On Jan. 24, President Donald Trump made good on two of his campaign promises by signing executive orders to revive the Dakota Access and Keystone XL pipelines.
Former President Barack Obama halted both projects, but President Trump has made supporting the oil and gas industry a key priority of his presidency.
U.S. crude imports have fallen dramatically in recent years as domestic production has boomed, but the country still relies heavily on imports. Meanwhile, the landscape of oil exploration has changed dramatically.
Both Canada and the U.S. have seen a boom in unconventional oil production. Forget about the gushing oil derricks of the past; at least with these two pipelines, production is over oil sands in Alberta, Canada and an increase in the use of fracking techniques in North Dakota.
And getting oil from Canada and North Dakota sounds much better than getting oil from, oh, I don’t know, Iran.
President Trump’s executive orders are designed to make it easier for TransCanada to construct the Keystone XL pipeline and for Energy Transfer Partners to build the final uncompleted portion of the Dakota Access pipeline.
So what’s ahead for the PVF industry? Despite the promise of expeditious reviews, work on either pipeline still faces many other issues that could take some time to resolve. Of the two, however, the completion of the remaining Dakota Access line looks like the most likely to move forward.
However, President Trump signed more than just two executive orders on that same day in January. While the pipeline orders made headlines, he had much more to say that could have even more impact for the larger PVF market.
An additional executive order, for example, wants all new and upgraded pipelines located within the U.S. to “use materials and equipment produced in the U.S., to the maximum extent possible and to the extent permitted by law.”
What’s more, two other orders speak largely on speeding up infrastructure projects.
Can President Trump order all this? Maybe. Maybe not. Read ahead, and take a look at each pipeline project followed by more on the other orders:
Dakota Access pipeline
While the 1,134-mile pipeline is already 85 percent finished, it’s that last leg that has been the most controversial.
A subsidiary of Texas-based Energy Transfer Partners first proposed the pipeline in 2014. Since the late-2000s, drillers using fracking techniques have extracted oil from North Dakota shale formations and turned the state into the epicenter of the U.S. oil boom. As a result, the state has had by far the lowest unemployment rate in the nation.
Of course, with oil booms being “booms,” this all happened very quickly; so quickly that there simply isn’t any pipeline to handle all this new oil. Most of the oil to date has been shipped by way of rail cars.
If completed, it would carry some 450,000 barrels of crude per day from North Dakota’s Bakken oil fields to a terminal in Illinois, where it would be shipped to refineries on the Gulf Coast.
The Army Corps of Engineers had originally approved the pipeline’s route years ago, but the pipeline drew public objection almost from the start. Iowa farmers, for example, were some of the first groups to raise concerns over leaks.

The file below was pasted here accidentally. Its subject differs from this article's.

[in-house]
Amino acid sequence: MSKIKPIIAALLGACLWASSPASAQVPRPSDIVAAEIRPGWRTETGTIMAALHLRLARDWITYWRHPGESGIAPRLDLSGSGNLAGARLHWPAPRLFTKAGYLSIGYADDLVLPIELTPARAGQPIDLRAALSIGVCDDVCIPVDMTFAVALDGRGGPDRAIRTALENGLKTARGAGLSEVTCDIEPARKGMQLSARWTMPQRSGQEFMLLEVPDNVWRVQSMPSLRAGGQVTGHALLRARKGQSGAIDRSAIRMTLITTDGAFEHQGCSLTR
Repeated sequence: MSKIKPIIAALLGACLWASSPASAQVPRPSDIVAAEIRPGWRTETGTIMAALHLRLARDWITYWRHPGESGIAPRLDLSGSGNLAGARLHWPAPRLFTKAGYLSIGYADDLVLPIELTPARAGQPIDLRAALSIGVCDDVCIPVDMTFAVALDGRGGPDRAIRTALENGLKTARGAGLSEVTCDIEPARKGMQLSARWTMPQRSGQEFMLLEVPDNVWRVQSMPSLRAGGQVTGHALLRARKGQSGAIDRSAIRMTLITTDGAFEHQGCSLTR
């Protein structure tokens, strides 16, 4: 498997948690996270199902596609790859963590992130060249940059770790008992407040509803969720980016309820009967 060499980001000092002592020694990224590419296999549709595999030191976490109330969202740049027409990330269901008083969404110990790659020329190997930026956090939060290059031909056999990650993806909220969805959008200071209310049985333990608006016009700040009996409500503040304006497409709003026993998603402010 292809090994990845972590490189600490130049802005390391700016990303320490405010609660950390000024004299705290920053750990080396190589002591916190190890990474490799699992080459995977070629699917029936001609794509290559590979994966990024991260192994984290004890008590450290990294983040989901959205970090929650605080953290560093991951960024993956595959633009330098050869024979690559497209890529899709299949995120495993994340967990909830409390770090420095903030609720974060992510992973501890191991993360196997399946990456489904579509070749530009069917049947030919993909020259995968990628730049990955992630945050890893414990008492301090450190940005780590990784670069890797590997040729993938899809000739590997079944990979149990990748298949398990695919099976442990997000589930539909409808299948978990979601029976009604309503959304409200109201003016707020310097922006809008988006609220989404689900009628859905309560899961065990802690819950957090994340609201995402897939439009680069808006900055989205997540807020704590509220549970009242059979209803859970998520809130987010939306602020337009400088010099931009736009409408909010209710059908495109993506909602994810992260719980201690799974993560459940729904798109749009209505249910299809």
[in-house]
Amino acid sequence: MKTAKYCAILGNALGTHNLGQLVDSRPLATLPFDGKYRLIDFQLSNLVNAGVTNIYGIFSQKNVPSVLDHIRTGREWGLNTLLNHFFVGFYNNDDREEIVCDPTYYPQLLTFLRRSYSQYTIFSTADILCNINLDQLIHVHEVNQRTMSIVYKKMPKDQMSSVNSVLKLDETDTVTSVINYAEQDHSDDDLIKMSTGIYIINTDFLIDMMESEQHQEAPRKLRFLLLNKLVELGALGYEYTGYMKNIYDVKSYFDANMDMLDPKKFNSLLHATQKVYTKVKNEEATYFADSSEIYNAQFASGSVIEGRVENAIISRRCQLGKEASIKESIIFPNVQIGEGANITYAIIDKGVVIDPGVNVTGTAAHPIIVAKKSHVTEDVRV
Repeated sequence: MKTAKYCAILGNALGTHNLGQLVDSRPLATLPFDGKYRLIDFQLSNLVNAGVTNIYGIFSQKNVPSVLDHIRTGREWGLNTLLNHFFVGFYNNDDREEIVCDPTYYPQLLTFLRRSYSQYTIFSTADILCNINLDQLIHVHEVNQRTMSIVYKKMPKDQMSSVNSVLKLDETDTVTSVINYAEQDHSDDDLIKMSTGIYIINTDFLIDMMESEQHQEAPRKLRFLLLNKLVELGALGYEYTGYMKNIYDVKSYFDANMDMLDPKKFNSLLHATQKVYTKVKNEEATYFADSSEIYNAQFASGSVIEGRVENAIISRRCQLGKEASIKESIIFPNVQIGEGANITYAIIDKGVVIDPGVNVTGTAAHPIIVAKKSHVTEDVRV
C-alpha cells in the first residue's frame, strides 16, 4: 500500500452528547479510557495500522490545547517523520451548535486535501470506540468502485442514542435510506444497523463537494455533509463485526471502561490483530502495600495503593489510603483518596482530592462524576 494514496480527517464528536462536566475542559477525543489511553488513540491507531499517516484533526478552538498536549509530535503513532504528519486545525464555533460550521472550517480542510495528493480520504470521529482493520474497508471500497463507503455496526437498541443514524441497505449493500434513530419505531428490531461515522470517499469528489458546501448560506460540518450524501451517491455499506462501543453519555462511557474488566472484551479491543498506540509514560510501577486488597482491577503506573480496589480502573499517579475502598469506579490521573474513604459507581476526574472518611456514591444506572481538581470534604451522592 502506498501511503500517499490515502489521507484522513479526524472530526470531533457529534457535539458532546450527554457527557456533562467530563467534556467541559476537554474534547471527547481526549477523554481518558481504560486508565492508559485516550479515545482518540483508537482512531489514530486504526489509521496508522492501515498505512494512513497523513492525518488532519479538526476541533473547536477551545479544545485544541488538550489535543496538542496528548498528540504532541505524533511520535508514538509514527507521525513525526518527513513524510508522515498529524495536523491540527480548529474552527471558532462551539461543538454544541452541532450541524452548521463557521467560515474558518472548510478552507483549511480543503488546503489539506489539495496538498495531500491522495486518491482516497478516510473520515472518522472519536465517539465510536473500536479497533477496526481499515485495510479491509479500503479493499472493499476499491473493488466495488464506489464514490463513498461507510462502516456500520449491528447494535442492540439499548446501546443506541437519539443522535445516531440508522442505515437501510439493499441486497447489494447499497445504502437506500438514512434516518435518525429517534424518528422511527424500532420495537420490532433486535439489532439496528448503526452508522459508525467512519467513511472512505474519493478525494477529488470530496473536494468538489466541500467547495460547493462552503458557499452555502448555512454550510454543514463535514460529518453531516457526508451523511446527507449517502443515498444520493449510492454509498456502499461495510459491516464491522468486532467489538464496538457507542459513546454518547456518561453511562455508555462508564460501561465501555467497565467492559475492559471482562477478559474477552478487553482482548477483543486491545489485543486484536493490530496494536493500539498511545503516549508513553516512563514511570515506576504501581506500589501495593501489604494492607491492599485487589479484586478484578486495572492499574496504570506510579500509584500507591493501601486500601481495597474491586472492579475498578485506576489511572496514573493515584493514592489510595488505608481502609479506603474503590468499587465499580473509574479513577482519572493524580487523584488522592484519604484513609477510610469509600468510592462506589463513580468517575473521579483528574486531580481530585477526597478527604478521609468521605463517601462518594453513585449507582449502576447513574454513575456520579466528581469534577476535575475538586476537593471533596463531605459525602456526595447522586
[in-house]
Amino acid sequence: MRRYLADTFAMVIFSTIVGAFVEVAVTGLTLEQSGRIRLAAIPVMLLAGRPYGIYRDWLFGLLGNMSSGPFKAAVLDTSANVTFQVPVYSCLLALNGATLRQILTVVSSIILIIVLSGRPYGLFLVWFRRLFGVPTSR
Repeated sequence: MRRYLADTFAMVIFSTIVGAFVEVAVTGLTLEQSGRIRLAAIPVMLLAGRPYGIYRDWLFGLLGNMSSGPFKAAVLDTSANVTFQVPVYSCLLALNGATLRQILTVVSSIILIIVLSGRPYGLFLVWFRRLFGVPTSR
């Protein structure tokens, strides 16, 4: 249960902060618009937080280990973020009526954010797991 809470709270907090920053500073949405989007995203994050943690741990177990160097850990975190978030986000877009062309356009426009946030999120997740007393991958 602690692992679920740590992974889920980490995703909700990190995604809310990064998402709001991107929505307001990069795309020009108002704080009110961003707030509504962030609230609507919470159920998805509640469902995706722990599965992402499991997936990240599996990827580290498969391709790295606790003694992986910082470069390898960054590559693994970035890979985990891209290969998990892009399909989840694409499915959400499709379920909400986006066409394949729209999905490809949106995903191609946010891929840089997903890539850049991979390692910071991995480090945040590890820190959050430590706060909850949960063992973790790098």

Ultimately it was a lawsuit and subsequent protests at North Dakota’s Standing Rock Reservation that made the Obama Administration order the Army Corps to reconsider the route.
The reservation is home to 8,250 of the Sioux tribe. Most of the protests have to do with two concerns:
The pipeline crosses under the Missouri River at Lake Oahe, a dammed reservoir and the main source of the reservation’s drinking water. In fact, there was an alternative path for the pipeline north of Bismark, NorthDakota, that was rejected due to concerns over the city’s drinking water supplies.
The pipeline would also run through burial and other sacred sites. Here the tribe’s concern is not as direct as it is over water quality matters. Look on a map, and you’ll see the proposed pipeline runs north of the reservation rather than through the actual reservation boundaries. While this land isn’t part of the reservation, the Sioux consider the area unjustly taken by the U.S. government over the past 150 years.
More to the point, the Sioux took the issue to federal court, arguing that under the law the federal government should have consulted with the tribe on this matter and didn’t.
Most of the reservation’s protests intensified beginning last fall when protesters began occupying portions of that privately owned land north of the reservation. By November, state and local authorities answered this with force and arrests.
Following former President Obama’s edict, the Army Corps announced last December that it would explore alternative pipeline routes farther away from the Indian reservation.
That review process, called an Environmental Impact Statement (EIS), entails not only exploring the different routes, but also soliciting public opinion — all of which is expected to take another year and likely more.
In his executive order, however, Trump told the Army Corps to “take all actions necessary and appropriate” to review and approve the pipeline “in an expedited manner ... to the extent permitted by law and as warranted.”
The next move appears to be largely in the Army Corps’ court. At press time, the Army Corps appears likely to give its approval. Regardless, there’s bound to be a lengthy legal challenge.
In 2008, the Canadian company TransCanada proposed an $8 billion, 1,790-mile pipeline expansion designed to carry 830,000 barrels of oil daily largely from Alberta’s oil sands in Hardisty, Canada to Steele City, Nebraska.
The energy company didn’t expect much trouble. Keep in mind, there’s already a Keystone pipeline that cuts through Canada, crosses into the U.S. at North Dakota and travels to Illinois and also to Port Arthur, Texas.
The Obama administration, for example, had publicly supported expediting construction of the southern leg of the pipeline in 2012, and had all but bragged about boosting U.S fossil-fuel capacity as part of its “all-of-the-above” energy strategy.
However, since Keystone XL crosses the U.S.-Canada border, the State Department has to approve it first. That review process included both an EIS and a national interest assessment.